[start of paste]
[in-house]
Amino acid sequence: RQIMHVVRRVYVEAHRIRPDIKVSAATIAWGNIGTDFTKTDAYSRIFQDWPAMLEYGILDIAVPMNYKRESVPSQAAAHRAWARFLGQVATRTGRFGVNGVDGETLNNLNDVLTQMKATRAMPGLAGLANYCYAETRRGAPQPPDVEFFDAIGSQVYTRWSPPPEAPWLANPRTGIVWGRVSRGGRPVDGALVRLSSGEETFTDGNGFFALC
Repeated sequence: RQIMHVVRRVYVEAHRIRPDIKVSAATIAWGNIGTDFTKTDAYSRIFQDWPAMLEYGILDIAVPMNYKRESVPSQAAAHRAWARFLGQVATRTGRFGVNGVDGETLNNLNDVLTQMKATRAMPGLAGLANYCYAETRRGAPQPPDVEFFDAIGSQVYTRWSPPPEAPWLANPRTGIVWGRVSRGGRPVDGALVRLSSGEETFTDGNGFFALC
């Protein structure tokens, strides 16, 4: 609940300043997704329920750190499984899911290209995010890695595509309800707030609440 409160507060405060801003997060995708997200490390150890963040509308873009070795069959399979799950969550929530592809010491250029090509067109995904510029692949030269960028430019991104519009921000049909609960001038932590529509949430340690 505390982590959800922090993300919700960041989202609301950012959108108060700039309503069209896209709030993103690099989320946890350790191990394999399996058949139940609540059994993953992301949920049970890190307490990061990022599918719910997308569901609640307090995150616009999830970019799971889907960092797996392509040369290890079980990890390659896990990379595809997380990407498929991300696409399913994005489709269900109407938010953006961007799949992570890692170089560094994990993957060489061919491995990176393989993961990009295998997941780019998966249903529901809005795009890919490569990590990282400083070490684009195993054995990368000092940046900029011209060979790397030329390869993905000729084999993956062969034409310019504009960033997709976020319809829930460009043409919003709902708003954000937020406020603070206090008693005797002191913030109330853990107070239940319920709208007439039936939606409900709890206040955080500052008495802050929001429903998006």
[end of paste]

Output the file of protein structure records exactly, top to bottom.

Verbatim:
[in-house]
Amino acid sequence: RQIMHVVRRVYVEAHRIRPDIKVSAATIAWGNIGTDFTKTDAYSRIFQDWPAMLEYGILDIAVPMNYKRESVPSQAAAHRAWARFLGQVATRTGRFGVNGVDGETLNNLNDVLTQMKATRAMPGLAGLANYCYAETRRGAPQPPDVEFFDAIGSQVYTRWSPPPEAPWLANPRTGIVWGRVSRGGRPVDGALVRLSSGEETFTDGNGFFALC
Repeated sequence: RQIMHVVRRVYVEAHRIRPDIKVSAATIAWGNIGTDFTKTDAYSRIFQDWPAMLEYGILDIAVPMNYKRESVPSQAAAHRAWARFLGQVATRTGRFGVNGVDGETLNNLNDVLTQMKATRAMPGLAGLANYCYAETRRGAPQPPDVEFFDAIGSQVYTRWSPPPEAPWLANPRTGIVWGRVSRGGRPVDGALVRLSSGEETFTDGNGFFALC
């Protein structure tokens, strides 16, 4: 609940300043997704329920750190499984899911290209995010890695595509309800707030609440 409160507060405060801003997060995708997200490390150890963040509308873009070795069959399979799950969550929530592809010491250029090509067109995904510029692949030269960028430019991104519009921000049909609960001038932590529509949430340690 505390982590959800922090993300919700960041989202609301950012959108108060700039309503069209896209709030993103690099989320946890350790191990394999399996058949139940609540059994993953992301949920049970890190307490990061990022599918719910997308569901609640307090995150616009999830970019799971889907960092797996392509040369290890079980990890390659896990990379595809997380990407498929991300696409399913994005489709269900109407938010953006961007799949992570890692170089560094994990993957060489061919491995990176393989993961990009295998997941780019998966249903529901809005795009890919490569990590990282400083070490684009195993054995990368000092940046900029011209060979790397030329390869993905000729084999993956062969034409310019504009960033997709976020319809829930460009043409919003709902708003954000937020406020603070206090008693005797002191913030109330853990107070239940319920709208007439039936939606409900709890206040955080500052008495802050929001429903998006």